By in Personal

I was almost first on scene!

I guess the one thing all nurses dread is being first on scene at a road traffic accident, or similar incident. The reason for this is that, here in the UK anyway, we are legally obligated to stop and help if we are able. The problem with this is that very few nurses actually work in pre-hospital care and are more than a little out of place without all our equipment we are used to having in our hospital setting.

I had a busy day today involving over four hours of driving taking mum to her two hospital appointments which involved driving down to hers which takes an hour, taking her half an hour to the first hospital then to a shop she needed to go to before driving a little over an hour to the next hospital before driving that hour or so back to drop her back off before heading home, again taking around an hour, nearly five hours behind the wheel!

I was almost home, maybe half an hour away when the traffic coming towards me starts flashing their lights at those of us travelling my direction. I was already frustrated due to the driver in front of me doing less than 40 miles an hour the whole way up the sixty mile an hour road and wondered what they were flashing at. I know the road well, it was unlikely to be speed cops, an accident was far more likely and sure as fate when I turned the corner I seen the sight that all nurses dread, an accident with two police cars on scene but NO ambulance.

If there is an ambulance there it's often best to leave them to it, or at least highly unlikely they will need much help but if there is no ambulance on scene then you become the first medic on scene (the fact that you are a nurse and not actually a medic doesn't seem to matter much) and are in charge of the medical side of things until the ambulance does arrive.

Stopped by the police but still behind the slow car in front I was unable to speak to the police officer right away so I surveyed the scene quickly. There didn't look to be anyone in the car, and it looked to be a one car accident. Both airbags deployed and the front of the car looked almost completely caved in, how anyone got out without being cut out was beyond me but I was glad I wasn't going to have to climb into a dangerous enclosed space to immobilise someone's neck. The police officer indicated we could start moving slowly and I rolled down my window ready to speak to him.

I shouted him over, identified myself as a nurse and asked if there were any injured people. Thankfully he replied that the ambulance team had just left the scene, two walking wounded apparently which is a minor miracle given the mess of the car. He thanked me for stopping and told me I could drive past slowly which I did with my wee heart racing the whole time.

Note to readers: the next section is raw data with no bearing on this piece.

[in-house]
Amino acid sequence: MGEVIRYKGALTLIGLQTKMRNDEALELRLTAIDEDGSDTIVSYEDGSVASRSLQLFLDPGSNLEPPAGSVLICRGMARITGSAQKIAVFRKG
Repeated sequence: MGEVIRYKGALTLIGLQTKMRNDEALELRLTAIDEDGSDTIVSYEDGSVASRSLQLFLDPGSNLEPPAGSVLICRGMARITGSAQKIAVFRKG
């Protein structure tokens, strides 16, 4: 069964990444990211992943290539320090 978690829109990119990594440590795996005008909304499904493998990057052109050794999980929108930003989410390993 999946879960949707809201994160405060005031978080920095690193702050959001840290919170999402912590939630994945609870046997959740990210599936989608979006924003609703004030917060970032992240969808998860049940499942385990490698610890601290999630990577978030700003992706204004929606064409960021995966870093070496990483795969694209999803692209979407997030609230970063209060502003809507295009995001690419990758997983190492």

I have never actually had to give aid at an accident scene, although this is the third time it has been a close call and I have only been qualified a year! The first time there were traffic lights out at a four way junction, two cars going in different directions both apparently thought the road was clear and hit full speed somewhere in the middle, again police on scene but no ambulance. I had been qualified a matter of weeks at the time but was driving to work in my uniform (naughty me) so couldn't really hide the fact that I was a qualified nurse, all be it only for a very short time. I pulled over and got out, approached the officer who told me one of the people in the accident was fine but the other had a minor head injury. Thoughts racing, trying desperately to remember the week I spent at uni learning about head injuries I approached the man and found him to have what really could be described as an ouchy on his head, it was a teeny cut he had probably gotten from his wedding ring scraping off his head as the air bag deployed or something similar. I was reasonably happy he was ok, he was reasonably happy he was ok and the police simply asked if there was anything I could do. I told them there wasn't, he should attend hospital for monitoring for signs of concussion but that wasn't something that could be done at the roadside so he told me I could leave and I hopped in my car quicker than I thought possible before he changed his mind.

The second time the accident was much more serious but I was struggling to find somewhere to pull my car over, I didn't want to add to the traffic chaos by stopping dead in the only functioning lane on the main road. By the time the traffic crawled to where there was a side street I could take to pull over two ambulances were screeching to a halt at the scene and I decided I couldn't be any more help than they were so I carried on driving, I did feel guilty for not actually asking if they wanted my help but the severity of the accident had me convinced I wouldn't know what to do anyway.